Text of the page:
Many studies refer to 'governance' when they explore urban dynamics in African cities, but these processes are often insufficiently theorised. The panel welcomes papers on everyday practices of urban governing to deepen our understanding of what constitutes urban governance in African contexts.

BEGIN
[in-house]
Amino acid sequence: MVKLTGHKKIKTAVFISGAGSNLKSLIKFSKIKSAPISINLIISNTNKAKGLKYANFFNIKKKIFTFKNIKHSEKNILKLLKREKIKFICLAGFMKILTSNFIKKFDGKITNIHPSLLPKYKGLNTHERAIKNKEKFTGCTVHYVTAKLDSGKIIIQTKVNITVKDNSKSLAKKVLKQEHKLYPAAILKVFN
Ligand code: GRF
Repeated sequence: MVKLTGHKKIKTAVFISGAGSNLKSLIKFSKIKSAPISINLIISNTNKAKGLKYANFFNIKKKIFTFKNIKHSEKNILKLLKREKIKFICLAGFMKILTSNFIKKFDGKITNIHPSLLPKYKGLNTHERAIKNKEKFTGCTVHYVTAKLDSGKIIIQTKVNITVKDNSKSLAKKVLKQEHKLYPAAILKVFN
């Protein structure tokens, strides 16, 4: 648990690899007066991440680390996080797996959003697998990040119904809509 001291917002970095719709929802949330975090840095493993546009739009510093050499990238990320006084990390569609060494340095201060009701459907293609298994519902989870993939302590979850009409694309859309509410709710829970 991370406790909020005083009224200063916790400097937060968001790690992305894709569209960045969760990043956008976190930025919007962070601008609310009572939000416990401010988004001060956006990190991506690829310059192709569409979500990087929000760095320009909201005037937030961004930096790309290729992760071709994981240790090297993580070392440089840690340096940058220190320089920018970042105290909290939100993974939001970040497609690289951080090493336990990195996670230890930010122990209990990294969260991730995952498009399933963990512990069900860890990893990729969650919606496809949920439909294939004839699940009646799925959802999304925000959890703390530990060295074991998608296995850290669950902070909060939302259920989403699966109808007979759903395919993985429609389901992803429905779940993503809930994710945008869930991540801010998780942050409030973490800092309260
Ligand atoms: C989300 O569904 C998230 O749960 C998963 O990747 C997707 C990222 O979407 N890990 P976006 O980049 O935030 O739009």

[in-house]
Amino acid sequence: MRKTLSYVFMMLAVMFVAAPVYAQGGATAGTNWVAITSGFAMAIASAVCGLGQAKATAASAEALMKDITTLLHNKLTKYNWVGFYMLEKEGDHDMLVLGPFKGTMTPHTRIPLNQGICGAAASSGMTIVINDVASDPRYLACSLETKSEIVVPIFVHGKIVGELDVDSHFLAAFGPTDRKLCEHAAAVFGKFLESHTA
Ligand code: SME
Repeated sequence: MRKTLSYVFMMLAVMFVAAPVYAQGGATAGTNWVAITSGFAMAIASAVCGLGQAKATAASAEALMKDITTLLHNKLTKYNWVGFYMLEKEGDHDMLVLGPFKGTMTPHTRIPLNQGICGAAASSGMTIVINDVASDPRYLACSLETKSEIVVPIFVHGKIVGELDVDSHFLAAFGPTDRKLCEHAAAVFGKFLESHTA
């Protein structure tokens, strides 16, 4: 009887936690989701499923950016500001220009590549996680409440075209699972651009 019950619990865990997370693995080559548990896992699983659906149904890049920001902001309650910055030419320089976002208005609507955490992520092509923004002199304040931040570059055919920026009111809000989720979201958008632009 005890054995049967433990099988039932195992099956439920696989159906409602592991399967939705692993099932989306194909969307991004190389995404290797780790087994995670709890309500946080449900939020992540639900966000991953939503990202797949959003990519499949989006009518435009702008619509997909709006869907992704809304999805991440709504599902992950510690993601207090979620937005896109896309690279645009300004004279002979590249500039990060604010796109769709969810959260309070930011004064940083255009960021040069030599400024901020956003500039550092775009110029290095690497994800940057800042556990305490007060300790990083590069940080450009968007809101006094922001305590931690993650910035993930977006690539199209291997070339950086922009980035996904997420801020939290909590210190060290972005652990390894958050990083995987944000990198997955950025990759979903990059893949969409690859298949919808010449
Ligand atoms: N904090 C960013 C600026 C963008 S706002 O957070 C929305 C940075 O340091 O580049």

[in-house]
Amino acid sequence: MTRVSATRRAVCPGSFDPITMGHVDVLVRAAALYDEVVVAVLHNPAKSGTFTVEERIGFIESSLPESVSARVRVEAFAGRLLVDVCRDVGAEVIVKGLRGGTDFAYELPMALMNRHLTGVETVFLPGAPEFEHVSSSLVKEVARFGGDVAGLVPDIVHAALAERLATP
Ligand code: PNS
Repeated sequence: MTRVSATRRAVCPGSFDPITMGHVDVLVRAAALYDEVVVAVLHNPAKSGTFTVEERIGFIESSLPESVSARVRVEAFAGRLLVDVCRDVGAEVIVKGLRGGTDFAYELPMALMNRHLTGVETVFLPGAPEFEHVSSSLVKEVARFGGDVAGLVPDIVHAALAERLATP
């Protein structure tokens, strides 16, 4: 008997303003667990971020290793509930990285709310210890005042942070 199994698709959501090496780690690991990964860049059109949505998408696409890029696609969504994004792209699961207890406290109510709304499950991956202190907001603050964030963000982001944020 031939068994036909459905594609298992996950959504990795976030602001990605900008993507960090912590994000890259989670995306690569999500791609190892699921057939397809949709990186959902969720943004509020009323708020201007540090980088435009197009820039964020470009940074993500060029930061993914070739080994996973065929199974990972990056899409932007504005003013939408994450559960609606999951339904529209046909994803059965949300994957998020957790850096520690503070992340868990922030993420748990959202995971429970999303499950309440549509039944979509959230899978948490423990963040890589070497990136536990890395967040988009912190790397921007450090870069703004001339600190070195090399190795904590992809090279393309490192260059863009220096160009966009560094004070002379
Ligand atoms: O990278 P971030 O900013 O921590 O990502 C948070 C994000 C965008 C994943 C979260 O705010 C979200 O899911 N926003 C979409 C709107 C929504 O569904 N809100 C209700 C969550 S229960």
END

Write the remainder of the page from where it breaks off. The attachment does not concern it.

Cities and towns in Africa, as elsewhere, are often intensely concentrated spaces of control and contestation, delivery and decline, with respect to public infrastructure and services that directly - and differentially - affect private lives. Interweaving political and economic dynamics and actors in given times and places critically shape the ways in which such urban services, structures, spaces and resources are handled, accessed, policed, negotiated or transformed. An increasing number of case studies from African cities refer to 'urban governance' when they explore these complex dynamics. Still, urban governance processes are poorly understood in African contexts where state capacities are limited, alternative authorities and service providers are surfacing, and citizens' positions and access to resources rely on more or less informal relations and processes. Put differently, the "everyday" practices of urban governing and how these shape citizens' access to services and their broader political and economic realities, should be further explored as part of our endeavour to make sense of urban governance processes and practices in African cities. This panel welcomes papers based on empirically-grounded research on such everyday practices and their implications, to deepen our understanding and theorising of what actually constitutes 'urban governance' in African contexts. The papers are intended to help challenge and nuance the use of this conceptual frame to capture the dynamics of citizens' everyday experiences with public service delivery on the one hand, and of the various authorities, providers and gate-keepers engaged with service delivery on the other.